Approach to Reading and Writing in Class One

Writing comes before reading in Class 1 as it is more concrete, practical and less intellectually demanding. When we work with writing, the whole being of the child is involved. The child not only sees the letter but they also hear it, move it and write it.

The form of letters is emphasized and the children come to grips with the differences between straight and curved lines which together make up the shapes of the letters. Many of the consonants are taught first and are brought to the children through story and imagery – this connects to the imagination. Through the recall of the story the next day an alliterative verse of that letter is found and is said with a movement or Eurythmy gesture so that the children are really experiencing the letter. The children will hear the sound of the letter through the alliterative verse. Before the letter is finally written neatly into their books, I had the children practise creating the letter in big and small movements, writing it on chalkboards and in the sand and also using their bodies to create the letter in small groups or as a class.

Later the vowels are taught and are known as the Angel Letters and when they come down the rainbow bridge to earth they not only give us their vowel letter/sound but also bring with them a lesson or a moral. The vowels bring the letters together to form words.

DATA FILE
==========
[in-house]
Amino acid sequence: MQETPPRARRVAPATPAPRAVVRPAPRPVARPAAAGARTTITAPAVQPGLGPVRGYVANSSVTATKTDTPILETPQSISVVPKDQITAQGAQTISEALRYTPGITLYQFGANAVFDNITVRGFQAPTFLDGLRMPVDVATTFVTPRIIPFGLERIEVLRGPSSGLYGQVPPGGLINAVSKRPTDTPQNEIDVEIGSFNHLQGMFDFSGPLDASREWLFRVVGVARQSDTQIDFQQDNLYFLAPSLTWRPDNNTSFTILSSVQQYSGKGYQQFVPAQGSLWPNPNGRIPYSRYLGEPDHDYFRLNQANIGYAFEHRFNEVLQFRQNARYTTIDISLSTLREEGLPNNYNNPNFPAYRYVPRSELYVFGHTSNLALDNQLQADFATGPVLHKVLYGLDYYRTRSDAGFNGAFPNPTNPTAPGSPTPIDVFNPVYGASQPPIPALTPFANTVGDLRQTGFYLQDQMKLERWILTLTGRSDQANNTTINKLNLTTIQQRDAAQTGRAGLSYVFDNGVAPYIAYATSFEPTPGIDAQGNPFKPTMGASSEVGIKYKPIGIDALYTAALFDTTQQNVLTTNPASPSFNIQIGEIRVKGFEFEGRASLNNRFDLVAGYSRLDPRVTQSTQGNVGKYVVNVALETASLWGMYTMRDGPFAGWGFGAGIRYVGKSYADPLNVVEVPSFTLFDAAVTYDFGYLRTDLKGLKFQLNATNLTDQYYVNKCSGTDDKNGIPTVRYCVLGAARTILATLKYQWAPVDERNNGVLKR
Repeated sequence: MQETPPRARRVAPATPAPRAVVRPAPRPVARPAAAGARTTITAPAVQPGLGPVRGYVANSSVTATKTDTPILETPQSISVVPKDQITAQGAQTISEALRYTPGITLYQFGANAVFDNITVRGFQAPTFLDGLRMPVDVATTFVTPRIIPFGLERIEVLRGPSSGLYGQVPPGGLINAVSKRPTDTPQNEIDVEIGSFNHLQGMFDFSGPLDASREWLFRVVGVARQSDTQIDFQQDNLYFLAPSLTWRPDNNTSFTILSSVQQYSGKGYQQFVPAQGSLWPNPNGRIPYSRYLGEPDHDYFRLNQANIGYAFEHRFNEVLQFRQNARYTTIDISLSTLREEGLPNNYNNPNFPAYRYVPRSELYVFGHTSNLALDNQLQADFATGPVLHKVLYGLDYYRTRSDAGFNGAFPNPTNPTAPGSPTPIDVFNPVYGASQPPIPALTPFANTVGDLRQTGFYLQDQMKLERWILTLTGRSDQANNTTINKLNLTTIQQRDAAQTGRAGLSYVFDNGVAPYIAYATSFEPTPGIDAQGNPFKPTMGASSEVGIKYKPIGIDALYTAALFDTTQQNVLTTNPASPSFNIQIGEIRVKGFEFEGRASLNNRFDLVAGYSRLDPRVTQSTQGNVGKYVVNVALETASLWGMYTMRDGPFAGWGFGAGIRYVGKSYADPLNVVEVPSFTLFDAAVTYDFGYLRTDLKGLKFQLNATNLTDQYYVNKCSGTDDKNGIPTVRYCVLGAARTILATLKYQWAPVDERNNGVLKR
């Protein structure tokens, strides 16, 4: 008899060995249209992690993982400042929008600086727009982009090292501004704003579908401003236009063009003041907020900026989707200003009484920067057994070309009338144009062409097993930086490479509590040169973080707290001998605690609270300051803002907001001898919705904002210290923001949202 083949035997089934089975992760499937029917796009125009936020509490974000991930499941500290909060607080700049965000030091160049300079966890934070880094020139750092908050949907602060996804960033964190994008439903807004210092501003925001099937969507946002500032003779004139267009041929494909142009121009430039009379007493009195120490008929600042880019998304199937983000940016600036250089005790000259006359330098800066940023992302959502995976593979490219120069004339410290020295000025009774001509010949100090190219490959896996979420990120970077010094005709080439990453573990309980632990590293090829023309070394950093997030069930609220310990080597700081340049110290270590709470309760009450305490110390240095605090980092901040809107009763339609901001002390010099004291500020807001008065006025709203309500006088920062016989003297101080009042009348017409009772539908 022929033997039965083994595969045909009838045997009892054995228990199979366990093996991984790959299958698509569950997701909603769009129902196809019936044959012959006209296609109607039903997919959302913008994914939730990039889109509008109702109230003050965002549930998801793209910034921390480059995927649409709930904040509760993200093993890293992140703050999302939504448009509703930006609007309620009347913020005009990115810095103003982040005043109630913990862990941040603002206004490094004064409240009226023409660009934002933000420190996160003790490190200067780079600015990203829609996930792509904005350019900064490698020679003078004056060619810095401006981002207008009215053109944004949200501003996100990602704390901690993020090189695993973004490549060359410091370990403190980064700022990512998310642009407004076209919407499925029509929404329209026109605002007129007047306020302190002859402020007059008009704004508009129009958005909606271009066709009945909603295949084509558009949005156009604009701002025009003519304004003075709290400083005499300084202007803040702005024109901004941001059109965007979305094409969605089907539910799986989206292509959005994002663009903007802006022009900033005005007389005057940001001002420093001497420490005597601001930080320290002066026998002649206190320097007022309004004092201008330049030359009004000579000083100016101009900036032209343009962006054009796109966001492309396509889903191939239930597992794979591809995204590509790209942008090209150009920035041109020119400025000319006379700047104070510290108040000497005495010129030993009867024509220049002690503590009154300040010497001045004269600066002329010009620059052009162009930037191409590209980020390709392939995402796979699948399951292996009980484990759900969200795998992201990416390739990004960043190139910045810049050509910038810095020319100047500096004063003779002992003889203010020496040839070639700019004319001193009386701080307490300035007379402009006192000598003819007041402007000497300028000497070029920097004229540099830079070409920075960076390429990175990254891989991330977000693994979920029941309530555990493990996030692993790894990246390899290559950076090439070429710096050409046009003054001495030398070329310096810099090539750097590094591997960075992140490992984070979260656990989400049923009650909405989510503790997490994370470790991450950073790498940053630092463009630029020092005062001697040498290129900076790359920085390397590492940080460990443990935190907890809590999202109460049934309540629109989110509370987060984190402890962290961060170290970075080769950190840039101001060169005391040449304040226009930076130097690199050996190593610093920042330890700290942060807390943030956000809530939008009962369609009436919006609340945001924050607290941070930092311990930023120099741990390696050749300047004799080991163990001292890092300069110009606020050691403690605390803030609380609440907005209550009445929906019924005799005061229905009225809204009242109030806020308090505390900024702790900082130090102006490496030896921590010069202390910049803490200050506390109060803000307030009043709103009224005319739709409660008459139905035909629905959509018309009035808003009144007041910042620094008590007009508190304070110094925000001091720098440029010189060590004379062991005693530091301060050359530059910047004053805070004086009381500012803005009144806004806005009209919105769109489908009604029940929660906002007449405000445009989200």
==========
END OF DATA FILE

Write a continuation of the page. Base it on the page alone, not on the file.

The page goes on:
Once most of the letters are taught, including the vowels, we put them together to form words which the children will write, sound out and read. That will be the beginning stages of the children beginning to read.

What is truly wonderful about the Waldorf approach is that the children will learn to read from their own writing. They would be writing verses that they have been saying in class, that way the children are seeing what the words look like that they have been saying – they are words that the children know and so this builds up their confidence during this process. They would copy these verses from the board and practise reading through them every day. In the end, the children would create their own reading books that they have carefully written and illustrated themselves. This gives the children a sense of pride, achievement, enthusiasm and confidence because they have made their own special reading books.

Teacher Shelby